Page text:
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I'm planning to run BGP with my upstream provider and advertise our global IPv6 prefixes. I'd like to use only link-local addresses between the ISP's router and my border router to make the border router "invisible" to the Internet and thereby reduce the attack surface.

Has anyone else tried this? Are there pitfalls I should be aware of?

  • Based on experience, it is unlikely that the ISP will agree to this. Also, the safest thing would be to use a /127 to eliminate the risk of a ping-pong attack. All the ISPs that I have dealt with require a /126, claiming ignorance of the RFC for /127 point-to-point links. – Ron Maupin Mar 23 '15 at 21:47
  • What did you end up with? Do you have an answer to your question? – Ron Maupin Aug 6 '17 at 2:22
  • You were right that the ISP didn't want to/couldn't do it. – Ron Trunk Aug 6 '17 at 21:58
  • OK. I have been on a mission to get questions with unaccepted answers to accept an answer so that they don't keep popping up. I have noticed that this has some effect, and answers are being accepted, but it is a lot of work. – Ron Maupin Aug 6 '17 at 22:01
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I discussed this with some peers, and the consensus is that it won't work with BGP since BGP is not an interface-oriented routing protocol like the IGPs. The IGPs are enabled on an interface so they know which interface has the peer's link-local address. In fact, IGPs they use the link-local address to connect to a peer.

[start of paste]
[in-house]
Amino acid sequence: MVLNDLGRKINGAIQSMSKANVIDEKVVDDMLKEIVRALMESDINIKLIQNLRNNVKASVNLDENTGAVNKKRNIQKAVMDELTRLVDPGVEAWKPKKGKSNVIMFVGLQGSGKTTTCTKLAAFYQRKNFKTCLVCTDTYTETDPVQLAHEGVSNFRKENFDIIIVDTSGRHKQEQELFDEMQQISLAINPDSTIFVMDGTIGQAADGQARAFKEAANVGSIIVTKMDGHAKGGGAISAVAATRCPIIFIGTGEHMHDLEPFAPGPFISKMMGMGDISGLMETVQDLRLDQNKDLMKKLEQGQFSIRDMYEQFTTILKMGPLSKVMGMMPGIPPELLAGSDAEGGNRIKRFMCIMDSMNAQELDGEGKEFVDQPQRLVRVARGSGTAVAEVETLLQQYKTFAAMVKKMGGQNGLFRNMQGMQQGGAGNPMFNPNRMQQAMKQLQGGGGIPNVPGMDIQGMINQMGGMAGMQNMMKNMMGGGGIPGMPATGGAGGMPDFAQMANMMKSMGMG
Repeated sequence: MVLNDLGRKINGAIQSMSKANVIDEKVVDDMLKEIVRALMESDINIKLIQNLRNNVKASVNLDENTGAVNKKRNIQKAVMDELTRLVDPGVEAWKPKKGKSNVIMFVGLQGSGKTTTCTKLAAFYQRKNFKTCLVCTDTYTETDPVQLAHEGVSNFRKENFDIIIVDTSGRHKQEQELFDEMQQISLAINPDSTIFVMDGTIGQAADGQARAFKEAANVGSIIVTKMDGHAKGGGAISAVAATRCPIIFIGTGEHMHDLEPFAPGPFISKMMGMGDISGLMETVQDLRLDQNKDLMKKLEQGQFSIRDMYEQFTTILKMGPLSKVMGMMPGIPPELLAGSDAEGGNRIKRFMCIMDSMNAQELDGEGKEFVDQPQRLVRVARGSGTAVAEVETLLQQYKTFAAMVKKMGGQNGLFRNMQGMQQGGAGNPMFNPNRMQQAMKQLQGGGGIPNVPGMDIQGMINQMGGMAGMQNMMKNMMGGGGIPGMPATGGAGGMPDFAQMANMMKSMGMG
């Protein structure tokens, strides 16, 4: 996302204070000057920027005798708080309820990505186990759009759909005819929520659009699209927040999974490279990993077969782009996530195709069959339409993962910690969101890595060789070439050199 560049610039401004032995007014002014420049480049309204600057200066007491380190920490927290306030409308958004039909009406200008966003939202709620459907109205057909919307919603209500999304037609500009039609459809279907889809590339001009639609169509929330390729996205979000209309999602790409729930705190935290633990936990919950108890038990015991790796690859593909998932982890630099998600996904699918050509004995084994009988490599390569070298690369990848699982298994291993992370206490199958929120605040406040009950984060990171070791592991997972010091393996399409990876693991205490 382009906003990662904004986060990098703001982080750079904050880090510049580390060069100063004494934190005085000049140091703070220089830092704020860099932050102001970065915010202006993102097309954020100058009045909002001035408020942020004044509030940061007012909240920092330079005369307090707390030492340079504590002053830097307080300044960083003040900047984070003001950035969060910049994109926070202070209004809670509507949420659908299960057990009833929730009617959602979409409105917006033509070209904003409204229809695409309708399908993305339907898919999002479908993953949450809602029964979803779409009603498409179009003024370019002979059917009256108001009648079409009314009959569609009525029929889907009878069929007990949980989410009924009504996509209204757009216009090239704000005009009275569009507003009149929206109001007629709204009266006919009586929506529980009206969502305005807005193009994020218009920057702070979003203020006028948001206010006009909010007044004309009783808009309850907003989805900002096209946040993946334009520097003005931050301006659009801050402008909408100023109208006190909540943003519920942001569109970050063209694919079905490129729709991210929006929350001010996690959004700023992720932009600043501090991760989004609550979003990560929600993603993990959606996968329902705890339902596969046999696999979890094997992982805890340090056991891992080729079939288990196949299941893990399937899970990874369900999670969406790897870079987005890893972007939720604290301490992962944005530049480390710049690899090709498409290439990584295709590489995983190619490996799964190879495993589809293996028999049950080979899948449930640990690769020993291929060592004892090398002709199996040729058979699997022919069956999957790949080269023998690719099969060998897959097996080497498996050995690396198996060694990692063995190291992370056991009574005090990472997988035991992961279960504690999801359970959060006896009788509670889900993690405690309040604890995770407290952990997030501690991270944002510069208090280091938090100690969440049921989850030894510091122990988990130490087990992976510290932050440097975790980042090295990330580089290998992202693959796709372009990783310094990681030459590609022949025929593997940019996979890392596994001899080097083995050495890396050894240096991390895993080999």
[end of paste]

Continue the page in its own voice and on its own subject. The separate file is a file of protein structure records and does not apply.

BGP, on the other hand, is not enabled by interface; it is given a neighbor address. BGP cannot tell which interface has the link-local neighbor address since all the IPv6 interfaces have the same link-local subnet (fe80::/10). BGP connects via TCP (Layer-4) so it needs a distinct address with which to peer.

Without trying it, I can't tell, but it may be possible to set a static route to the peer's link-local address, but I seriously doubt an ISP would go to that effort for a non-standard configuration on a POP router that may have multiple WAN terminations from multiple customers.

  • I found this document which certainly indicates it's possible: cisco.com/c/en/us/td/docs/ios-xml/ios/iproute_bgp/configuration/…. It also works in my lab. – Ron Trunk Mar 24 '15 at 3:20
  • It certainly seems possible, but, as I said, it is going to be up to your ISP, and I have serious doubts that an ISP is going to go to the trouble of doing this for you. My company is huge with a big stick to threaten ISPs, but we have not had much luck moving them on anything. – Ron Maupin Mar 24 '15 at 3:32
  • Ron is right, the trick is to find a vendor that allows you to specify the Interface, as well as forces you to manually set a (global) next-hop address. Otherwise, there is no way for the local BGP speaker to know which interface the intended neighbor exists in. And to quote from @Ron's document: "Configuring IPv6 multiprotocol BGP between two IPv6 routers (peers) using link-local addresses requires that the interface for the neighbor be identified by using the update-source command and that a route map be configured to set an IPv6 global next hop." – Eddie May 23 '15 at 8:02

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